The West must prepare to continue supporting Ukraine in the war for years to come, warned the head of the North Atlantic Treaty Organization (NATO).
Jens Stoltenberg, the body’s secretary general, said the costs of war were high, but the price of letting Moscow achieve its military goals was even greater.
UK Prime Minister Boris Johnson also warned of a long-term conflict.
And in a stern warning, the newly appointed head of the British Army said the UK and its allies needed to be able to win a land war with Russia.
General Patrick Sanders, who took office last week, said the following in an internal message, which the BBC had access to:
“Russia’s invasion of Ukraine highlights our primary objective — to protect the UK and be ready to fight and win wars on land — and reinforces the demand to stop Russian aggression with the threat of use of force.”
Stoltenberg and Johnson also said that sending more weapons would make Ukraine’s victory more likely.
“We need to prepare for the fact that it could take years. We cannot give up on supporting Ukraine,” the NATO chief said in an interview with German newspaper Bild.
“Even though the costs are high, not just for military support, but also for rising energy and food prices.”
The head of the Western military alliance said supplying Ukraine with more modern weapons would increase its chances of liberating the Donbass region, much of which is currently under Russian control.
In recent months, Russian and Ukrainian forces have fought for control of territory in the east of the country — with Moscow making slow advances in recent weeks.
In an article published in the British newspaper Sunday Times, Boris Johnson accused Russian President Vladimir Putin of resorting to a “campaign of exhaustion” and “trying to destroy Ukraine out of sheer brutality”.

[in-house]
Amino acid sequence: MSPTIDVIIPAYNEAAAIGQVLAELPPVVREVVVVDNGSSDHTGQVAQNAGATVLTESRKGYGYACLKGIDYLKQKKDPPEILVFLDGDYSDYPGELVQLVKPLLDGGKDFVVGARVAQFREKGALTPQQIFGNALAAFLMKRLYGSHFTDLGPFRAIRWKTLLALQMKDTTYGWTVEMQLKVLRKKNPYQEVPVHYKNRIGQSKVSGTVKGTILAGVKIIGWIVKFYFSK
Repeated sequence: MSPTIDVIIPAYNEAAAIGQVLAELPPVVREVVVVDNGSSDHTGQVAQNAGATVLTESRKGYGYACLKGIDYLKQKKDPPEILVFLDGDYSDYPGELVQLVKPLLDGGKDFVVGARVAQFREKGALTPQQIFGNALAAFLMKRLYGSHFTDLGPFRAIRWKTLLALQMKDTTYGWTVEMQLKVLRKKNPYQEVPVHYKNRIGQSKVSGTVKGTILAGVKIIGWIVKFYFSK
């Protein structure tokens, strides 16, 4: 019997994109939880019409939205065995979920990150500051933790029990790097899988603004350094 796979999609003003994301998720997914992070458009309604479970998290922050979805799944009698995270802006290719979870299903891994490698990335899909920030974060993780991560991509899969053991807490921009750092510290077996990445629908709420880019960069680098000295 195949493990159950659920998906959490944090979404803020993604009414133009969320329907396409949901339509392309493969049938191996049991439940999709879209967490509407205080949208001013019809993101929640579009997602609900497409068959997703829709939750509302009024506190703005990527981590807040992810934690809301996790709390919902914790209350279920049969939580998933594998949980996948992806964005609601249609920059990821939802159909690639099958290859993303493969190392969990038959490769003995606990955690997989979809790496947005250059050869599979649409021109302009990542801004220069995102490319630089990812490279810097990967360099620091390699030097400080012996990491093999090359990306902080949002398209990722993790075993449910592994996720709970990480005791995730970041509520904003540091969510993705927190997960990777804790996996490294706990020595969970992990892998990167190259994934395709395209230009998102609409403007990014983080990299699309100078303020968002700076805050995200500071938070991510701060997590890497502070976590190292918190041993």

“I fear we must prepare for a long war,” he wrote.
“Time is of the essence. It all depends on whether Ukraine can strengthen its ability to defend its soil faster than Russia can renew its attack capacity.”
The prime minister, who visited Ukraine’s capital on Friday, said the supply of weapons, equipment, ammunition and training to Kiev had to outpace Moscow’s efforts to rearm.
Ukrainian officials have spoken openly in recent days about the need to increase the country’s supply of heavy weapons if the aim is to defeat Russian forces.
On Wednesday, the country’s Defense Minister Oleksiy Resnikov met with about 50 countries of the Contact Group on Ukraine’s Defense in Brussels to ask for more weapons and ammunition.
So far, the country’s Western allies have offered large supplies of weapons, but Ukraine says it has received only a fraction of what it needs to defend itself — and is asking for heavier weapons.
Russian officials are often critical of NATO’s military support for Ukraine, and in an interview last week with the BBC, the country’s Foreign Minister Sergei Lavrov cited the prospect of Ukraine joining the Western alliance as a reason for the earlier invasion. of everything.
“We declared a special military operation because we had absolutely no other way of explaining to the West that dragging Ukraine into NATO was a criminal act,” Lavrov told the BBC.
Ukraine is not a member of NATO, and although it has expressed a desire to join the organization, there is no timetable for it.
– Russia is trying to make Kharkiv a “frontline city”, according to Vadym Denysenko, adviser to Ukraine’s Interior Minister;
– Ukraine’s parliament unanimously voted to ban Russian music in the media and in public spaces; a separate bill bans the importation of books from Russia and its main ally, Belarus;
– Germany said it is planning emergency measures, including a possible increase in the use of coal, to secure energy supplies in the event that Russia cuts off or interrupts gas supplies;
– Hollywood actor Ben Stiller visited Poland and Ukraine as part of a trip to the region in the role of ambassador for the United Nations High Commissioner for Refugees (UNHCR).
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